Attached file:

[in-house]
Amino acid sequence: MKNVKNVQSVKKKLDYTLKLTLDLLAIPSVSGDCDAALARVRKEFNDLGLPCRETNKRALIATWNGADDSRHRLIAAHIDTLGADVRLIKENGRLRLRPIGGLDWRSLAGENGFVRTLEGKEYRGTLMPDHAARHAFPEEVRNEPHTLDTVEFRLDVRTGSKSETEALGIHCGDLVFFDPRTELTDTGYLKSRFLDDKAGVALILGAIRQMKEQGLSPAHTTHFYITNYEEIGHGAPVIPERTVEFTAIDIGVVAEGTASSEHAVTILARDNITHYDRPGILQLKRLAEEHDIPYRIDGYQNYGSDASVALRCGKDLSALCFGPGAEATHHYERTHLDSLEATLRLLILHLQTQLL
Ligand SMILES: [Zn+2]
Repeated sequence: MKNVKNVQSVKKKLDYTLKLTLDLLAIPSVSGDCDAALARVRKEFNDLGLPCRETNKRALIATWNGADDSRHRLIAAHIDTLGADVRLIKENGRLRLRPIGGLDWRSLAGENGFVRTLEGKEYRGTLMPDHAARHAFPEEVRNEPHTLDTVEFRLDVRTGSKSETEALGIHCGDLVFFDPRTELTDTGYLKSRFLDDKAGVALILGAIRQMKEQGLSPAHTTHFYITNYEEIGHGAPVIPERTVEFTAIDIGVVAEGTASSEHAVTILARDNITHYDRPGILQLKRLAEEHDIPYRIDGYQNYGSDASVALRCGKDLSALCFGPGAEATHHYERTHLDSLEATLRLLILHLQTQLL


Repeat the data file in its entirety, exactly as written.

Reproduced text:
[in-house]
Amino acid sequence: MKNVKNVQSVKKKLDYTLKLTLDLLAIPSVSGDCDAALARVRKEFNDLGLPCRETNKRALIATWNGADDSRHRLIAAHIDTLGADVRLIKENGRLRLRPIGGLDWRSLAGENGFVRTLEGKEYRGTLMPDHAARHAFPEEVRNEPHTLDTVEFRLDVRTGSKSETEALGIHCGDLVFFDPRTELTDTGYLKSRFLDDKAGVALILGAIRQMKEQGLSPAHTTHFYITNYEEIGHGAPVIPERTVEFTAIDIGVVAEGTASSEHAVTILARDNITHYDRPGILQLKRLAEEHDIPYRIDGYQNYGSDASVALRCGKDLSALCFGPGAEATHHYERTHLDSLEATLRLLILHLQTQLL
Ligand SMILES: [Zn+2]
Repeated sequence: MKNVKNVQSVKKKLDYTLKLTLDLLAIPSVSGDCDAALARVRKEFNDLGLPCRETNKRALIATWNGADDSRHRLIAAHIDTLGADVRLIKENGRLRLRPIGGLDWRSLAGENGFVRTLEGKEYRGTLMPDHAARHAFPEEVRNEPHTLDTVEFRLDVRTGSKSETEALGIHCGDLVFFDPRTELTDTGYLKSRFLDDKAGVALILGAIRQMKEQGLSPAHTTHFYITNYEEIGHGAPVIPERTVEFTAIDIGVVAEGTASSEHAVTILARDNITHYDRPGILQLKRLAEEHDIPYRIDGYQNYGSDASVALRCGKDLSALCFGPGAEATHHYERTHLDSLEATLRLLILHLQTQLL